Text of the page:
viernes, 28 de octubre de 2011
I live in an house in la limpia. My house is big,old, confortable, espacious, pink bright.It is in a safe but noisy street and near public transportation.
In a house there are there are six rooms.
there is a living room, a diving room, a three bedroom, a two bathroom and kitchen. there is also a garage, y yard and proch.
Laugh when you're is too easy.
jueves, 27 de octubre de 2011
miércoles, 26 de octubre de 2011
VERSO I Solo le pido a mi Dios del cielo Que me de vida y me de garganta Para cantarle a esta bendita gaita Por que para eso nací gaitero Y si es posible virgen chinita Más que un deseo es mi gran anhelo Si nací en esta tierra bendita en Maracaibo me muero CORO Hablame de Maracaibo… Tierra bendita, tierra del viejo golpe pasmero Mi patria chica tierra del sol cuna de gaiteros Por ella canto por ella vivo por ella muero… Hablame de Maracaibo… Soy solo un niño y a vos te digo que en mi ciudad Desde ese puente se ve un gran lago en la inmensidad Y en la basílica esta la virgen Chiquinquirá! Hablame de Maracaibo… VERSO II De la grandeza maracaibera Voy referencia en mi estribillo Es que esta gaita la canta un niño que da la vida por esta tierra, La catedral la plaza baralt, la procesión, la calle de aretra Aun me faltan cosas por contar sigue escribiendo poeta!!! CORO Hablame de Maracaibo… Tierra bendita, tierra del viejo golpe pasmero Mi patria chica tierra del sol cuna de gaitero Por ella canto por ella vivo por ella muero… Hablame de Maracaibo… Soy solo un niño y a vos te digo que en mi ciudad Desde ese puente se ve un gran lago en la inmensidad Y en la basílica esta la virgen Chiquinquirá! Hablame de Maracaibo… VERSO III Si me escogieron para cantarte Más que un honor es mi compromiso Mi Maracaibo es el paraíso Perdón mi Dios al ser cuasi parte Y si decidí de esta mi destino Que me de vida para quererte El tesoro de los marabinos es para el mundo su gente CORO Hablame de Maracaibo… Tierra bendita, tierra del viejo golpe pasmero Mi patria chica tierra del sol uno de gaitero Por ella canto por ella vivo por ella muero… Hablame de Maracaibo… Soy solo un niño y a vos te digo que en mi ciudad Desde ese puente se ve un gran lago en la inmensidad Y en la basílica esta la virgen Chiquinquirá! Hablame de Maracaibo…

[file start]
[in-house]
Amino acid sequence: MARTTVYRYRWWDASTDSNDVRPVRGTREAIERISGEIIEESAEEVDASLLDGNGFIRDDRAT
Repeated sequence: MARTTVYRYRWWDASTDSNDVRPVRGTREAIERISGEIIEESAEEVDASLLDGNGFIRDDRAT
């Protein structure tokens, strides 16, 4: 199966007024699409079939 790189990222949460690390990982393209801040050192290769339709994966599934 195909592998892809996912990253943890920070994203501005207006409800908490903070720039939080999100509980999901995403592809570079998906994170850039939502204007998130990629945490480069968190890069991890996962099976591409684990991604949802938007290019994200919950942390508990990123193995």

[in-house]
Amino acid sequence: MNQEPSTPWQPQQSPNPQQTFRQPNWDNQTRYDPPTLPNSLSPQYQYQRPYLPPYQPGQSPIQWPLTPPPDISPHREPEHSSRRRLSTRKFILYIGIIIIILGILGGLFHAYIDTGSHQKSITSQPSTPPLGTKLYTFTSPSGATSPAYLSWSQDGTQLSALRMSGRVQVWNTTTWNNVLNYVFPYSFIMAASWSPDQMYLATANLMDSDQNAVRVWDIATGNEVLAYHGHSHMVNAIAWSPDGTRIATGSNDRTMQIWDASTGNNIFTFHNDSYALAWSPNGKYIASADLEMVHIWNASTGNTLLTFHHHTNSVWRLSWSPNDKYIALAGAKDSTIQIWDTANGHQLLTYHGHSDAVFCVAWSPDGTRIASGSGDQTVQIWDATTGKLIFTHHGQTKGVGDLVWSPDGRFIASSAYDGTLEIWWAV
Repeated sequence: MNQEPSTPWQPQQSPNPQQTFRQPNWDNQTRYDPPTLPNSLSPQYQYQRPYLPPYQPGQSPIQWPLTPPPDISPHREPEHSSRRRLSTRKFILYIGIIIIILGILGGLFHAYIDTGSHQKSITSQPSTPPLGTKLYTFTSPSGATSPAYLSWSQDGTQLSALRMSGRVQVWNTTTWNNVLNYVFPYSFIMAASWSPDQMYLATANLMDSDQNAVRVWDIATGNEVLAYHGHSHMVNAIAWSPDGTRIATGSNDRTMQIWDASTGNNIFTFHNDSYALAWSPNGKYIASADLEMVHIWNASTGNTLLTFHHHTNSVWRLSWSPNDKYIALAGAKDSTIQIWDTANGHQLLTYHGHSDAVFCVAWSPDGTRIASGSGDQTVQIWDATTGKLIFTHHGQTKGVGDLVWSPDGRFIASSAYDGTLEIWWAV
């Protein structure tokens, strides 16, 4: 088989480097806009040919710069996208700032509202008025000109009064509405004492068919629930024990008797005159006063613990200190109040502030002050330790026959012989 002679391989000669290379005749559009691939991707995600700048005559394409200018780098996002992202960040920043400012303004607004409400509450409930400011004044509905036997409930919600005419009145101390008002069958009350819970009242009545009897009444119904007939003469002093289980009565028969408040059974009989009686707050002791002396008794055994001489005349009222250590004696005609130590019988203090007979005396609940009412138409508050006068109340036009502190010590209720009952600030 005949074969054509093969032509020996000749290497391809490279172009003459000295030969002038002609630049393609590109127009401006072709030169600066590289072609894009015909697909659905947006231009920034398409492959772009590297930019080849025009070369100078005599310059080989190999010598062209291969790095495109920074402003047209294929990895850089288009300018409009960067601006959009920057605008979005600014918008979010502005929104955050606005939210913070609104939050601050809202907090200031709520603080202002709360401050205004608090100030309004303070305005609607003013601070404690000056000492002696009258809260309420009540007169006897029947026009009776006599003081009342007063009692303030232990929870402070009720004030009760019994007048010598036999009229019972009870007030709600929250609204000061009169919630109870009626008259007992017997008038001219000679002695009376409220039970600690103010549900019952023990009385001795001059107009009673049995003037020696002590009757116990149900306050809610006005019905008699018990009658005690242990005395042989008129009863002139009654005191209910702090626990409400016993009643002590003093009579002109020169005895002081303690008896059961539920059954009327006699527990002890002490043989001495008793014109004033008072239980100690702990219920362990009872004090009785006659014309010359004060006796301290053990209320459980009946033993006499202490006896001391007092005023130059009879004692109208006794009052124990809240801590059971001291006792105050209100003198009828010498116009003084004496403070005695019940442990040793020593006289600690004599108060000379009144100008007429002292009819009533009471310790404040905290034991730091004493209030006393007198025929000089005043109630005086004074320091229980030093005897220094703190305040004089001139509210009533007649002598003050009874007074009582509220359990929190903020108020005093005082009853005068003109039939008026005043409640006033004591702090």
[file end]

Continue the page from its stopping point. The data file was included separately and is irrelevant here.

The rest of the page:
lunes, 24 de octubre de 2011
The Virgin of sweety
The month of November is of special significance for the people of Zulia, as during the same are held celebrations in honor of the Chinita (equivalent guajirita Zulia) or Our Lady of Chiquinquirá. It is for this reason that during these days, the bagpipe sounds with particular frenzy and joy throughout the Zulia. Of the many festivals in honor of the Virgin, perhaps the most impressive is the so-called Sunrise Piper, in which the people of Maracaibo is assembled on the morning of day
18 in the plaza of the Basilica, to sing to and Mañanitas Chinita Happy Birthday.
According to the tradition of Zulia, Maracaibo reached the Chinita the waves of the lake. The story goes that one day in 1749, just a simple woman washing clothes on the shores of Lake Maracaibo, when suddenly he saw floating a thin wooden board, which picked up thinking it might be useful to cover the jar of water that was in the hallway of his house.The next morning, when I was making coffee, she heard a knock as if someone was calling.He went to see what was happening and was overwhelmed with astonishment at seeing the glowing planchette and placed on it, the image of Our Lady of Chiquinquirá. For this reason, the woman began to cry miracle! Miracle, both thus comes the name of Miracle on Lake Avenue today, where the house was of washerwoman.After what happened, many people came to witness the miracle, for it became the home of the humble woman in a place of veneration of the Virgin by many believers.
Laugh when you're, mourn is too easy
domingo, 16 de octubre de 2011